We liked the hamachi salad (which has rotated off the menu for the moment but will probably return). The mound of chopped fish with avocado, chopped scallion, sesame, and an Asian-inspired dressing is a great tangy summer cooler, similar enough to Hawaiian poke that anyone who enjoys that wildly popular item will be happy with this. The arugula salad was the only item that didn’t quite hit the mark. While the pistachios and pomegranate were a fine pairing with bitter lettuce, there was something about the dressing that brought out the pepperiness in the arugula. (It may also be that on the day we were there the kitchen had received an unusually peppery batch of arugula, because that does happen.) It was still a decent salad, but the balance was slightly off.

On both recent visits we had cocktails, because while Chelsea does have a wine and beer list, their mixed drinks are above the usual standard for downtown Hermosa. They execute the classics very well, including a fine Aviation or Sazerac, but also make originals that are worth a try. The “Great White Buffalo,” based on house-infused walnut bourbon, is particularly good, and the “Satanico Pandemonium” is one of the few drinks I’ve liked that involved chili-infused tequila. I should note that drink service, and service in general, is friendly and well informed but can be slow, because they have a small staff and the bartender is both making and serving drinks. Patience will be rewarded, but if you’re looking for fast food, look elsewhere. (I expect that as the place catches on they’ll add servers.)

Among the main courses, I’ve tried the short rib risotto, blackened hanger steak, and Darren’s signature salmon with Thai chili and peanut crust. That salmon was a hit at his previous restaurant and it’s just as good here, a substantial chunk of perfectly done fish with a crisp, flavorful exterior. It arrives topped with a drizzle of sweet Thai-style chili sauce, and the only thing I would change is to put the sauce on the side. That sauce was actually better with the crispy rice cake that accompanied it, so I wouldn’t lose it altogether.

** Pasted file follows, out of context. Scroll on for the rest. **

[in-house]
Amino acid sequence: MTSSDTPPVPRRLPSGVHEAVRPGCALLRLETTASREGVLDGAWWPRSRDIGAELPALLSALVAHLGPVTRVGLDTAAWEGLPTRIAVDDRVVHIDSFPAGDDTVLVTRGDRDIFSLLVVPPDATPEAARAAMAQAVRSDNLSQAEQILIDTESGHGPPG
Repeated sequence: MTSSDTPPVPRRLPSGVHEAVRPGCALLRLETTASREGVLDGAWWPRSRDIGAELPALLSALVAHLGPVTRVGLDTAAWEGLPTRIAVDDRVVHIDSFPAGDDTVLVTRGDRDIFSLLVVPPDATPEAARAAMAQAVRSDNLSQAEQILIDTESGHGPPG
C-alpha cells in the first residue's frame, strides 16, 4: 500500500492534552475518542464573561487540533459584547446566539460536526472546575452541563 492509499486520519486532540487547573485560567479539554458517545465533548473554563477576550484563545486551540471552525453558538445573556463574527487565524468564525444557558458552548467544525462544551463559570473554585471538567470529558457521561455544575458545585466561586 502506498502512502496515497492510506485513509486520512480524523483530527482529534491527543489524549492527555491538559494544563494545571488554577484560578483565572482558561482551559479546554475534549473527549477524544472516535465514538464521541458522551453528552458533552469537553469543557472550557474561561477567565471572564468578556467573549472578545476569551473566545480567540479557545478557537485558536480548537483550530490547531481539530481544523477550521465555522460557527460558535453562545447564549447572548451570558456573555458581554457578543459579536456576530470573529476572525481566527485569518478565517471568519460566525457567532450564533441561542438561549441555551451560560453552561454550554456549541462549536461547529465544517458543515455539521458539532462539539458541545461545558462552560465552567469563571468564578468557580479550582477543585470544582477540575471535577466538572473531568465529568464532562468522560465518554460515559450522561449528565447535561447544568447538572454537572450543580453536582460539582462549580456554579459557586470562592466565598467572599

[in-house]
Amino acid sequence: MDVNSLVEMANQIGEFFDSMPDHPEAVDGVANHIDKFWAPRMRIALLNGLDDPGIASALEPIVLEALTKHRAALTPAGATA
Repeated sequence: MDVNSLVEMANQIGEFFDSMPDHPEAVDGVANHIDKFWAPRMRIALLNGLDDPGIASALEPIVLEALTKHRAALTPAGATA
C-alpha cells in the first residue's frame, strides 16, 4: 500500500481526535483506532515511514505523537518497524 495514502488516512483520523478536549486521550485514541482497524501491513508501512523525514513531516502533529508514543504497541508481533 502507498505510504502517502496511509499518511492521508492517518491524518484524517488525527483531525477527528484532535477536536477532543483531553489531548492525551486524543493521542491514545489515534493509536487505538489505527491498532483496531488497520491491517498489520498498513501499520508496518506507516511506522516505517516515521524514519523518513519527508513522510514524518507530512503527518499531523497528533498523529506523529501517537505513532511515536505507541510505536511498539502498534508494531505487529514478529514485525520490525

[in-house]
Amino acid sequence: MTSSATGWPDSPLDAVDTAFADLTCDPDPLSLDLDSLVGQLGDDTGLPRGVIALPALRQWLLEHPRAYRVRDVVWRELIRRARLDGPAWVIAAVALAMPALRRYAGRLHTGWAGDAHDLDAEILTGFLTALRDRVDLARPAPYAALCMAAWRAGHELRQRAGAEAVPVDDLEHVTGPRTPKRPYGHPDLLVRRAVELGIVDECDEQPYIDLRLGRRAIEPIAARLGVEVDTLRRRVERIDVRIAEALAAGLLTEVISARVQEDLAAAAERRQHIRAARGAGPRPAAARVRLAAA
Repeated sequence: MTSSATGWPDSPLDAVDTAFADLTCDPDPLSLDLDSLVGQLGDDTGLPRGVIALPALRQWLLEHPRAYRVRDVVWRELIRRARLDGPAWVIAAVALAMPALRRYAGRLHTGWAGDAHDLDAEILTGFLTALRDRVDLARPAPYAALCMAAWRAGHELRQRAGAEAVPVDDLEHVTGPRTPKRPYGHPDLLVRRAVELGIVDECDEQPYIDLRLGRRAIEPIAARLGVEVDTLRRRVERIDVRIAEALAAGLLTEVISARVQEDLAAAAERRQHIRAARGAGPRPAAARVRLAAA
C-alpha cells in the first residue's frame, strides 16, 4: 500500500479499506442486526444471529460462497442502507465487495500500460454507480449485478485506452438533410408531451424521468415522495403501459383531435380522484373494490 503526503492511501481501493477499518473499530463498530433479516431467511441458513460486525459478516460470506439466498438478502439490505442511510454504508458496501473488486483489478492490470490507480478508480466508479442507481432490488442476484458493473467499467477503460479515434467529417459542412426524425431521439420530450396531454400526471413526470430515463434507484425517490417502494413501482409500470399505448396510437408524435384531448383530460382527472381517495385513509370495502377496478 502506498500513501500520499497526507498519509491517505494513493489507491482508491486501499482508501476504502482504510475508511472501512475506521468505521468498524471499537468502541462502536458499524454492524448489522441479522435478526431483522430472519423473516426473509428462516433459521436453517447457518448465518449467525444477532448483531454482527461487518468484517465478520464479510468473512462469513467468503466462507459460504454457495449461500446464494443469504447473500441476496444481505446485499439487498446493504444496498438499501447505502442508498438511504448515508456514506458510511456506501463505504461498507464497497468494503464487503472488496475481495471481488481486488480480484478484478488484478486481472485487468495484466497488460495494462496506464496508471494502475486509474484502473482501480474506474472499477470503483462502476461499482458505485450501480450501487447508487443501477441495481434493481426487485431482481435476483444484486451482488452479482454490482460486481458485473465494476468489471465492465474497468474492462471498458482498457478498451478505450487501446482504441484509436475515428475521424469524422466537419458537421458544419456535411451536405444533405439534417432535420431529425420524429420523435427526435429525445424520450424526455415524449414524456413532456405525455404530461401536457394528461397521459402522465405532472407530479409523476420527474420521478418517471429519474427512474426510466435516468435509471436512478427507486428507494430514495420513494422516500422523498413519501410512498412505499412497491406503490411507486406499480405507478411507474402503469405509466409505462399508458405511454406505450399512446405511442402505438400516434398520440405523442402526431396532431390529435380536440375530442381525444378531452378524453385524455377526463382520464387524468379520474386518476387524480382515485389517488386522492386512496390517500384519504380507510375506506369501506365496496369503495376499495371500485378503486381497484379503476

The steak was another high point, the meat dusted with gentle spice before grilling to just the medium-rare we requested. It’s served with grilled herbed onions and a somewhat unusual version of chimichurri sauce – that Argentinean condiment usually resembles an unusually garlicky pesto, but this was more herbal and less pungent. It worked fine with the meat, and I wouldn’t change a thing. The only item that didn’t work was the short rib risotto, which was oddly bland. There’s usually a balance of stock richness and cheese in the rice, but both were a whisper when they needed to be more assertive. As of the day I write this they’ve changed the risotto to use buffalo meat rather than short rib, and that may help add a bit more umami to this item. 

The mud pie dessert at Chelsea. Photo by Richard Foss

We were surprised that they only offer one dessert, a house-made Kona mud pie, and we ordered it despite the fact that we aren’t usually fans of mud pies. They’re often one-dimensional, all soft and sweet, but the dark chocolate, coffee, and Oreo crust had extra flavor and texture thanks to macadamia nuts and crispy chocolate pearls. We were instantly converted. This is a mud pie for grownups, and though I wish they did offer another dessert I’ll have this one any time.

Chelsea is still a work in progress, but the current incarnation is a worthy addition to the Hermosa restaurant scene. It’s still a nightlife spot and as the evening goes on the place gets louder, and it’s worth calling to make sure that they aren’t closed for a private party. Go relatively early, but go. The best tables by the big windows overlooking the ocean are often vacant now, but I’m sure things won’t stay that way for long.

Chelsea is at 1332 Hermosa Avenue in Hermosa. 5 p.m. Tues-Sun, closes midnight Sun and Tues-Fri. 1:30 a.m. Fri. -Sat. Street or adjacent pay lot parking, full bar, some vegetarian items. (310) 937-2598. B